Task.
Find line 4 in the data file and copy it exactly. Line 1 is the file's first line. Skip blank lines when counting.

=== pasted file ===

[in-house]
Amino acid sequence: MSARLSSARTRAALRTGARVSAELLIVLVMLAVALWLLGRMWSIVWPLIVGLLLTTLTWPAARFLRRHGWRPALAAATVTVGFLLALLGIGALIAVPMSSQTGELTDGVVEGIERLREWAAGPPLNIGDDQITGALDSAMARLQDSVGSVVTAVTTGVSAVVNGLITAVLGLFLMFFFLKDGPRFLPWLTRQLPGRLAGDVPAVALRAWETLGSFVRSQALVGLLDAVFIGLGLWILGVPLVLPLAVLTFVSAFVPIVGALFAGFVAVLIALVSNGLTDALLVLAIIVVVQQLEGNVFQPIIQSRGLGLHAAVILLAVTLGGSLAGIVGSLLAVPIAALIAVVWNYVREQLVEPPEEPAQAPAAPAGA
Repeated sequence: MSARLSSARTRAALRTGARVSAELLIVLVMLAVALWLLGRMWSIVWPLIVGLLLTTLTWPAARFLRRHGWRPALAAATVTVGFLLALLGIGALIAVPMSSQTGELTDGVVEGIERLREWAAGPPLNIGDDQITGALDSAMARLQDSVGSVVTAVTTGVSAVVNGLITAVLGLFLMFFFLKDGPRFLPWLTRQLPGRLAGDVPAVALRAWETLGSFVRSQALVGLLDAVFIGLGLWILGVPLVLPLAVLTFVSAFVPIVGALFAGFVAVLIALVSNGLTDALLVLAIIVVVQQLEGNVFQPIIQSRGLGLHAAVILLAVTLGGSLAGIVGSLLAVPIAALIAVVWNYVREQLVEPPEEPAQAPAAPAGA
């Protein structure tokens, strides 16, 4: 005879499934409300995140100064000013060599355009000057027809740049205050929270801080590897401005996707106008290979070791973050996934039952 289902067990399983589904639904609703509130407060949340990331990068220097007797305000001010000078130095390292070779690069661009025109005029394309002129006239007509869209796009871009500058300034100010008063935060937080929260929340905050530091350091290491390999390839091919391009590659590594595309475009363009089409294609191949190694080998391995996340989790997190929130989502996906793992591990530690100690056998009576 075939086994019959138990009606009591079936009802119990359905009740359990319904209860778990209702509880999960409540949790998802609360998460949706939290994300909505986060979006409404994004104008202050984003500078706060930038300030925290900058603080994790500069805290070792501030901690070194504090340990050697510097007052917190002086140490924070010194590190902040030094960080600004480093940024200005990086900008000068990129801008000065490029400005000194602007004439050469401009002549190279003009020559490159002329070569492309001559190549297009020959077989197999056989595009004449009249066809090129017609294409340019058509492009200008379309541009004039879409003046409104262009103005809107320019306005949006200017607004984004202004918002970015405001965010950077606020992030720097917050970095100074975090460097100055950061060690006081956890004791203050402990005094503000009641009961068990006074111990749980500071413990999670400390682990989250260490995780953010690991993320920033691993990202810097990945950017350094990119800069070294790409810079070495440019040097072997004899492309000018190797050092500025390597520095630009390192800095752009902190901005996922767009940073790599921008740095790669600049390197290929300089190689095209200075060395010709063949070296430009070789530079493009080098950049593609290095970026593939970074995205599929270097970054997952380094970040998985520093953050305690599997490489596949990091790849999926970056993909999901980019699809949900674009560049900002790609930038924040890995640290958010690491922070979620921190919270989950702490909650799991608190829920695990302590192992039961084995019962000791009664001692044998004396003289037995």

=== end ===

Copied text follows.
């Protein structure tokens, strides 16, 4: 005879499934409300995140100064000013060599355009000057027809740049205050929270801080590897401005996707106008290979070791973050996934039952 289902067990399983589904639904609703509130407060949340990331990068220097007797305000001010000078130095390292070779690069661009025109005029394309002129006239007509869209796009871009500058300034100010008063935060937080929260929340905050530091350091290491390999390839091919391009590659590594595309475009363009089409294609191949190694080998391995996340989790997190929130989502996906793992591990530690100690056998009576 075939086994019959138990009606009591079936009802119990359905009740359990319904209860778990209702509880999960409540949790998802609360998460949706939290994300909505986060979006409404994004104008202050984003500078706060930038300030925290900058603080994790500069805290070792501030901690070194504090340990050697510097007052917190002086140490924070010194590190902040030094960080600004480093940024200005990086900008000068990129801008000065490029400005000194602007004439050469401009002549190279003009020559490159002329070569492309001559190549297009020959077989197999056989595009004449009249066809090129017609294409340019058509492009200008379309541009004039879409003046409104262009103005809107320019306005949006200017607004984004202004918002970015405001965010950077606020992030720097917050970095100074975090460097100055950061060690006081956890004791203050402990005094503000009641009961068990006074111990749980500071413990999670400390682990989250260490995780953010690991993320920033691993990202810097990945950017350094990119800069070294790409810079070495440019040097072997004899492309000018190797050092500025390597520095630009390192800095752009902190901005996922767009940073790599921008740095790669600049390197290929300089190689095209200075060395010709063949070296430009070789530079493009080098950049593609290095970026593939970074995205599929270097970054997952380094970040998985520093953050305690599997490489596949990091790849999926970056993909999901980019699809949900674009560049900002790609930038924040890995640290958010690491922070979620921190919270989950702490909650799991608190829920695990302590192992039961084995019962000791009664001692044998004396003289037995």